Gorbachev had a great opportunity but he was unable to take advantage of it and the reason is the failure of the Marxist legacy which consistently misleads everyone who deals with it(including its critics). One winces at the lost potential of the moment and what might have been possible with the new kind of model we have looked at, viz. The DMNC approach which is neither capitalist nor communist but a new way to look at the whole question could have navigated better the idiocy of the Reagans and Thatchers. The sad part is that the sacrifices to achieve expropriation as the classic challenge to private property got thrown away. It was a mistake to have gotten entangled with Reagan and Thatcher, to put it mildly, and whatever the tragic confusions of Bolshevism the solution was not neoliberalism. A close look at the American behavior here shows that the aim wasn’t even capitalism, but the destruction of Russia at the hands of sheer vultures.
Gorbachev could have invented a new form of socialism beyond the utter stupidity of classic Bolshevism: a form of market socialism, a reset of the muddle of planning, etc… The failure of Bolshevism is taken as the failure of socialism, but neither socialism nor communism were every tried in Russia. Never. The whole phantom of Marxism/Leninism was a bum steer from the beginning. We must grant the distortions caused by the great Civil War, but in the period of Gorbachev that wasn’t a factor. Gorbachev was almost on the right track: but social democracy wasn’t the answer either. The Left derived from Marxism forever goofs at the critical moment, and the opportunity lost in the Gorbachev moment is the last greef goof of Marxist idiocy: the path to a real socialism is tricky but in many ways much simpler than the sterile state capitalism spawned in the era of the Bolsheviks.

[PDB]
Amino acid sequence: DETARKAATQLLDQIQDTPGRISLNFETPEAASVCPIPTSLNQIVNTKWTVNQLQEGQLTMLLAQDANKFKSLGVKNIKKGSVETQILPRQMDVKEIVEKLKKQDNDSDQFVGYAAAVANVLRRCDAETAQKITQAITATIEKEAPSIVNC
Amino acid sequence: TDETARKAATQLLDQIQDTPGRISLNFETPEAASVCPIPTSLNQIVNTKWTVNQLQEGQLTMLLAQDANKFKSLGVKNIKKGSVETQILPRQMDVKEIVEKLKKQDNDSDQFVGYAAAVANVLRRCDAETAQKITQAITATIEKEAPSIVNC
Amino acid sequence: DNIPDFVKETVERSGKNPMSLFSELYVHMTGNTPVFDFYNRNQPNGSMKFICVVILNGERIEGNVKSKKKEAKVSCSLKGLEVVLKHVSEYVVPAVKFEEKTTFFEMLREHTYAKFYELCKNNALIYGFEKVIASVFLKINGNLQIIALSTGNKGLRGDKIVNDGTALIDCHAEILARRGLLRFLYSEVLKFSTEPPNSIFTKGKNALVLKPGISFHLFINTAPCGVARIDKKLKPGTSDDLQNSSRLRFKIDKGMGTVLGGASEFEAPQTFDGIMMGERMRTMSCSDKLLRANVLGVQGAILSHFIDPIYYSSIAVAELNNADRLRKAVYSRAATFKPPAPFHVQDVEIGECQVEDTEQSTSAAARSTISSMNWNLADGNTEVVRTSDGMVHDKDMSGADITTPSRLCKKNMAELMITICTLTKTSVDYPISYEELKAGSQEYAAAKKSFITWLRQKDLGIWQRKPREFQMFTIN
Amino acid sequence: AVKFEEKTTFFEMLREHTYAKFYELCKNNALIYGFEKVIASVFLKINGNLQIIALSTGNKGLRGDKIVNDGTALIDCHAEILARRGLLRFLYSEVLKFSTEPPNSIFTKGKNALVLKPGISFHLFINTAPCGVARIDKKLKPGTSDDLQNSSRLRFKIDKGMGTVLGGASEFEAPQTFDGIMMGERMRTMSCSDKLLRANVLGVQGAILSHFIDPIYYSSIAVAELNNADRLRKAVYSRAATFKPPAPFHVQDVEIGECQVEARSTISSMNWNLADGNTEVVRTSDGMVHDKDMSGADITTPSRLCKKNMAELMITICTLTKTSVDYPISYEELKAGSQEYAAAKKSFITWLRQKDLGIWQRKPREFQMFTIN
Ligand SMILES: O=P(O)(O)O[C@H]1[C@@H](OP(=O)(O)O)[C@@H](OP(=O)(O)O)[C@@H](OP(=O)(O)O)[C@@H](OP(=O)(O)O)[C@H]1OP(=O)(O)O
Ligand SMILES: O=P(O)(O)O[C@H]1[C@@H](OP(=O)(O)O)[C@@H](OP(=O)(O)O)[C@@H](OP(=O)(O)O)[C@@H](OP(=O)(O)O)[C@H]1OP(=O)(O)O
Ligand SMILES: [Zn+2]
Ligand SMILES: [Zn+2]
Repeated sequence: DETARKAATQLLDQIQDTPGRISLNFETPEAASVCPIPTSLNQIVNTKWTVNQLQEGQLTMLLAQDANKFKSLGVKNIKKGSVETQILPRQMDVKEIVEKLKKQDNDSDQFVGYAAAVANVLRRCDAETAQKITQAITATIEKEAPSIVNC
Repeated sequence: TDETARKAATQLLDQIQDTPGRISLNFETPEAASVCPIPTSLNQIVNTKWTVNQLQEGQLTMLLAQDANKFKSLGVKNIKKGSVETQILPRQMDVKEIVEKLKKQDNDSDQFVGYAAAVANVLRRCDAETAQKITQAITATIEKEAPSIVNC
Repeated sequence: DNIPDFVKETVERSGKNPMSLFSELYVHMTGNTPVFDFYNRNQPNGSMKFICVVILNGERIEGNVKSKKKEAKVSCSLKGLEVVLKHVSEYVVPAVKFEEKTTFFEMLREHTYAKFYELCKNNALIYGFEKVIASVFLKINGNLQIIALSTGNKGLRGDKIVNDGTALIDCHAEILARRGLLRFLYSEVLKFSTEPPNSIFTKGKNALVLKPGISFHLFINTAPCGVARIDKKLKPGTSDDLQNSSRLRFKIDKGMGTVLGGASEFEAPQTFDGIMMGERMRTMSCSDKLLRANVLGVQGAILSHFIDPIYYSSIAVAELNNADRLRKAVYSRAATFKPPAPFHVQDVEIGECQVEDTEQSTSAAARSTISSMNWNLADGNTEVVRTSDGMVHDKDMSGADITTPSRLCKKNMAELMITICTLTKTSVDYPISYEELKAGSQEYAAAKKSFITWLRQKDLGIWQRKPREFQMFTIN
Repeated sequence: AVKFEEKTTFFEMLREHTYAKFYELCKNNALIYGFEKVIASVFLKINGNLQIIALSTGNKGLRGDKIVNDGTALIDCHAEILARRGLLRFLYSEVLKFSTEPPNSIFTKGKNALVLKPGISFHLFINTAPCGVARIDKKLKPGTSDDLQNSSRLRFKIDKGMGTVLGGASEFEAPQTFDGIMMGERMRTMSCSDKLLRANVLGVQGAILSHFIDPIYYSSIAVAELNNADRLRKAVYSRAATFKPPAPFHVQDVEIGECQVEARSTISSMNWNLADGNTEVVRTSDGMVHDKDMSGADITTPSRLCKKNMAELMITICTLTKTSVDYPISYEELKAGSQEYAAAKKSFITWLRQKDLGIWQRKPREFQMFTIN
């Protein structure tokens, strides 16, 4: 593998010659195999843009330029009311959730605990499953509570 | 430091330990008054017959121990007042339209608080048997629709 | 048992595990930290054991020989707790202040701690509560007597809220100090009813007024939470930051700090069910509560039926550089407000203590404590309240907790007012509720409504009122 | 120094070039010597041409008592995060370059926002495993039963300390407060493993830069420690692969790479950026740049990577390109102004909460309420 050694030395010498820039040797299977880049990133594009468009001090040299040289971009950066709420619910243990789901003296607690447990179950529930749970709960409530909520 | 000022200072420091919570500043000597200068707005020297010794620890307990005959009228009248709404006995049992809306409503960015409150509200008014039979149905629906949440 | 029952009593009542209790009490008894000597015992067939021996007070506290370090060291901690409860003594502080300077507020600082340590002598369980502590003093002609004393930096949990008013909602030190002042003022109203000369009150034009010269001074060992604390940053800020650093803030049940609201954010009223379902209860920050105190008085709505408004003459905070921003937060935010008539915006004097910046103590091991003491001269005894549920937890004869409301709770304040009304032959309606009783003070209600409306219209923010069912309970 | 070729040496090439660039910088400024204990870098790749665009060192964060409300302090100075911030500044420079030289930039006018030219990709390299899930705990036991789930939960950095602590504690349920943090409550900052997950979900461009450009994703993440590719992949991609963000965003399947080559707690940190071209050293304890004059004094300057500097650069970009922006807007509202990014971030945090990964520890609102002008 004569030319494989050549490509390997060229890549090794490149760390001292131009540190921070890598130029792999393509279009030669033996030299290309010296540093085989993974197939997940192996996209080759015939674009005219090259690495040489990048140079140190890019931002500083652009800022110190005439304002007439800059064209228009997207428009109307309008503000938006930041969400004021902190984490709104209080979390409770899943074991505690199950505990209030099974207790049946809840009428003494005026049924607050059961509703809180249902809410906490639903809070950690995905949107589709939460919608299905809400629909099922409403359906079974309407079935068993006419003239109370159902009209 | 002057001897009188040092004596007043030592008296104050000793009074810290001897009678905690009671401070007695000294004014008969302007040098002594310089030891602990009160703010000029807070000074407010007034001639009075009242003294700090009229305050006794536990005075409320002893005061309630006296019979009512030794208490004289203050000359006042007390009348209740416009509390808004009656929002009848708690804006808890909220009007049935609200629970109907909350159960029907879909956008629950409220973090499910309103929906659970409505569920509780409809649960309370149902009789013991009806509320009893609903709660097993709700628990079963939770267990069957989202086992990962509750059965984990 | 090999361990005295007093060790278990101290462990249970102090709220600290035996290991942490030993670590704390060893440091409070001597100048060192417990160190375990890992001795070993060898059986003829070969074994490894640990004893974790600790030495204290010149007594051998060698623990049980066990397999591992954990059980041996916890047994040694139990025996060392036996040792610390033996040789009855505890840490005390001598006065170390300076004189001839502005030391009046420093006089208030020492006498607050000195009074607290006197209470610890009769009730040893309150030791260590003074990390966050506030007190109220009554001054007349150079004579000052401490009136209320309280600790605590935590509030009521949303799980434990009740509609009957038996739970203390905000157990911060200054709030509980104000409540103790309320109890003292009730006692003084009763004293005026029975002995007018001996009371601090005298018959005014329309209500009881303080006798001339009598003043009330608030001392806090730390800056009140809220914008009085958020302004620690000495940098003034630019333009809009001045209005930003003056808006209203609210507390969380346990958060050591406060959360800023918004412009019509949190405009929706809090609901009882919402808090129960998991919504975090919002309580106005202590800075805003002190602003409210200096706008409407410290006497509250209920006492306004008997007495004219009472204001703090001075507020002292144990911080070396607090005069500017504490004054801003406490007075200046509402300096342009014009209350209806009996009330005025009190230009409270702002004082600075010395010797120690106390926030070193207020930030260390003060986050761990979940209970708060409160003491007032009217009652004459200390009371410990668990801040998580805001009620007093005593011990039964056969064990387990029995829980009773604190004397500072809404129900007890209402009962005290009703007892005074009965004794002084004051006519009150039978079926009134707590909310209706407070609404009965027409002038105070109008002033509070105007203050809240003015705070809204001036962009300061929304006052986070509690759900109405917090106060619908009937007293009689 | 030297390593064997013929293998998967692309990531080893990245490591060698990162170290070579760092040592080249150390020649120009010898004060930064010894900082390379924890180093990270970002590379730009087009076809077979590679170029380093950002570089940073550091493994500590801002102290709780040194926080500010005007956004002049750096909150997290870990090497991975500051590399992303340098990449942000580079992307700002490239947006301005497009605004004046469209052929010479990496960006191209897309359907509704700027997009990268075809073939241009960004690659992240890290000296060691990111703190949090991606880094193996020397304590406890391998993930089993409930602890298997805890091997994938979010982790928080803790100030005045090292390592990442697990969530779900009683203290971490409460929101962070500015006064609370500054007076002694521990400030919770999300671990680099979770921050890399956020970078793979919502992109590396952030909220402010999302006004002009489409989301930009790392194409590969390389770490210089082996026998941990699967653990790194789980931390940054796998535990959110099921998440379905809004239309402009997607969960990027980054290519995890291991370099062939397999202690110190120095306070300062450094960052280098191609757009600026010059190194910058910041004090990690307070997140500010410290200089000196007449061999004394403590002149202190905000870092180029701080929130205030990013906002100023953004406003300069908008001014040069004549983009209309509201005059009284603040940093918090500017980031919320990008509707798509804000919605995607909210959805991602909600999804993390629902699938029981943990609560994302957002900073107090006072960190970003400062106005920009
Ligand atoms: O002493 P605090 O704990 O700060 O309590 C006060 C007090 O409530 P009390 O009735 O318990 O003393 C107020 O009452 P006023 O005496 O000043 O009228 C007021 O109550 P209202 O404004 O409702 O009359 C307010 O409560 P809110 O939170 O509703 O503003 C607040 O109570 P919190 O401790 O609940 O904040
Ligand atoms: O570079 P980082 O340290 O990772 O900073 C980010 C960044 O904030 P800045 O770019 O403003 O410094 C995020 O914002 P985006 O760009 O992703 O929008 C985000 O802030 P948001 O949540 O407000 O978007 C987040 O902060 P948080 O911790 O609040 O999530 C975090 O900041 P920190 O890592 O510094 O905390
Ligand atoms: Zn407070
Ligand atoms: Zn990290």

Russia would not have become a Communist state without Lenin or ceased to be one without Mikhail Gorbachev. At either end of the 20th century, each man played a decisive role in pushing history in a radically new direction it would not have taken otherwise. The path chosen by Gorbachev after he became Soviet leader in 1985 was in some respects more surprising than what Lenin had done in 1917. The Bolshevik Revolution was driven by a terrible war, while Gorbachev’s attempt to modernise and re-energise the Soviet Union was a voluntary choice.